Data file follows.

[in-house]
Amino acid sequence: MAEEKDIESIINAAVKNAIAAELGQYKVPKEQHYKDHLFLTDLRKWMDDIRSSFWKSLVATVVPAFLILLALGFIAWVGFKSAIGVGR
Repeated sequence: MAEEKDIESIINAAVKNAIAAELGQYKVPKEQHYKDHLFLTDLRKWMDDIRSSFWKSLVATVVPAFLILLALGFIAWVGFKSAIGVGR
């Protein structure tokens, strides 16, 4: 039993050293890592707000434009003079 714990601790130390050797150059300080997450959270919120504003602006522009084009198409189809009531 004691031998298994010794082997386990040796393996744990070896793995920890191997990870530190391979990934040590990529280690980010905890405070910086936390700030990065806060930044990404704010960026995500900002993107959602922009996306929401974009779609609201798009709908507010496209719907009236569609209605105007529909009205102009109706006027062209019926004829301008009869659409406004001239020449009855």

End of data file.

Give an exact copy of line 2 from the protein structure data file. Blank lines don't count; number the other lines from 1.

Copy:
Amino acid sequence: MAEEKDIESIINAAVKNAIAAELGQYKVPKEQHYKDHLFLTDLRKWMDDIRSSFWKSLVATVVPAFLILLALGFIAWVGFKSAIGVGR